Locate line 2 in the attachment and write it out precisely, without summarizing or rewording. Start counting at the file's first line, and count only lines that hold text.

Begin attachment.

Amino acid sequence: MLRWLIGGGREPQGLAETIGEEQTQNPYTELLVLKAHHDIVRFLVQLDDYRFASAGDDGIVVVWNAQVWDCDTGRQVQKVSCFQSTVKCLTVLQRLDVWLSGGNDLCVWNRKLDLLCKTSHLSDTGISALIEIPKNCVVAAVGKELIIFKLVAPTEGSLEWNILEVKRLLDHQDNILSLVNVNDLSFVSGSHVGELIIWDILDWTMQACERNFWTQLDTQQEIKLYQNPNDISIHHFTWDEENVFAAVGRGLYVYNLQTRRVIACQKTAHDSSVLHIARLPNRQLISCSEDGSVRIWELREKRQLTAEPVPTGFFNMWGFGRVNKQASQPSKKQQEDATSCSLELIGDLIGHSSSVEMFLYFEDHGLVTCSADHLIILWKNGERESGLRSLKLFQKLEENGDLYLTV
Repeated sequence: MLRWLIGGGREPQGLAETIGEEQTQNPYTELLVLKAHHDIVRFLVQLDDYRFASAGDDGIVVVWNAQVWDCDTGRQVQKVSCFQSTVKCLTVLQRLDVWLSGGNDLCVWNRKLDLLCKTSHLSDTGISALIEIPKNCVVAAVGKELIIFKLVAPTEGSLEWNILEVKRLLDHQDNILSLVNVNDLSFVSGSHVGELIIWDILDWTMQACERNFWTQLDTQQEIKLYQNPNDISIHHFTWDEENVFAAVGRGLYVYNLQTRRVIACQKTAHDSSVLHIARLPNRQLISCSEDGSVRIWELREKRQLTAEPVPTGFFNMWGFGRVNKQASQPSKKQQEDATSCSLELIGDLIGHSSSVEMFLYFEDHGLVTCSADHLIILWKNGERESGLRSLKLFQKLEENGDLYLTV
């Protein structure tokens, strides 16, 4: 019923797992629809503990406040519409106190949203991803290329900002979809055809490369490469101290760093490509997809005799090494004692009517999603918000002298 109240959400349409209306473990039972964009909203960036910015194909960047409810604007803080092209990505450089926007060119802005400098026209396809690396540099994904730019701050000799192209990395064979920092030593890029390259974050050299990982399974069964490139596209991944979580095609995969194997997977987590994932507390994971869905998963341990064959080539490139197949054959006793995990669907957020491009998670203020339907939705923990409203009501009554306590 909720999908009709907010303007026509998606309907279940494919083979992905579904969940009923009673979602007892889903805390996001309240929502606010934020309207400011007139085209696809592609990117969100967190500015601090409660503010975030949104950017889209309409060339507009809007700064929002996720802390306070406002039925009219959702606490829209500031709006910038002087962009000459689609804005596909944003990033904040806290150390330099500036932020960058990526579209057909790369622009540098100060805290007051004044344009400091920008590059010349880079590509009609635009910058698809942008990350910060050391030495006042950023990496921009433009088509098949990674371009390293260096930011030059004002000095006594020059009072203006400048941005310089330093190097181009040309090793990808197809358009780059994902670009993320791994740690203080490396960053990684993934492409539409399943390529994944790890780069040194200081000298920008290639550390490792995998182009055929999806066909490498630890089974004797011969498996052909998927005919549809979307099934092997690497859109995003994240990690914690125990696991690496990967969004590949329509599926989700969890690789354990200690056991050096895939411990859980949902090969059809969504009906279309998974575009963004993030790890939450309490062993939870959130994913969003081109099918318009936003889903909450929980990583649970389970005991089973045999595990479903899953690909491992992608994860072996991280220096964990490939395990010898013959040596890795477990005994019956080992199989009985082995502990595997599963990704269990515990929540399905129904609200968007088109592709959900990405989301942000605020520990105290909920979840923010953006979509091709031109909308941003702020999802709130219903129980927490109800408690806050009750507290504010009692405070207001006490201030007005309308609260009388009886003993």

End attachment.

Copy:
Repeated sequence: MLRWLIGGGREPQGLAETIGEEQTQNPYTELLVLKAHHDIVRFLVQLDDYRFASAGDDGIVVVWNAQVWDCDTGRQVQKVSCFQSTVKCLTVLQRLDVWLSGGNDLCVWNRKLDLLCKTSHLSDTGISALIEIPKNCVVAAVGKELIIFKLVAPTEGSLEWNILEVKRLLDHQDNILSLVNVNDLSFVSGSHVGELIIWDILDWTMQACERNFWTQLDTQQEIKLYQNPNDISIHHFTWDEENVFAAVGRGLYVYNLQTRRVIACQKTAHDSSVLHIARLPNRQLISCSEDGSVRIWELREKRQLTAEPVPTGFFNMWGFGRVNKQASQPSKKQQEDATSCSLELIGDLIGHSSSVEMFLYFEDHGLVTCSADHLIILWKNGERESGLRSLKLFQKLEENGDLYLTV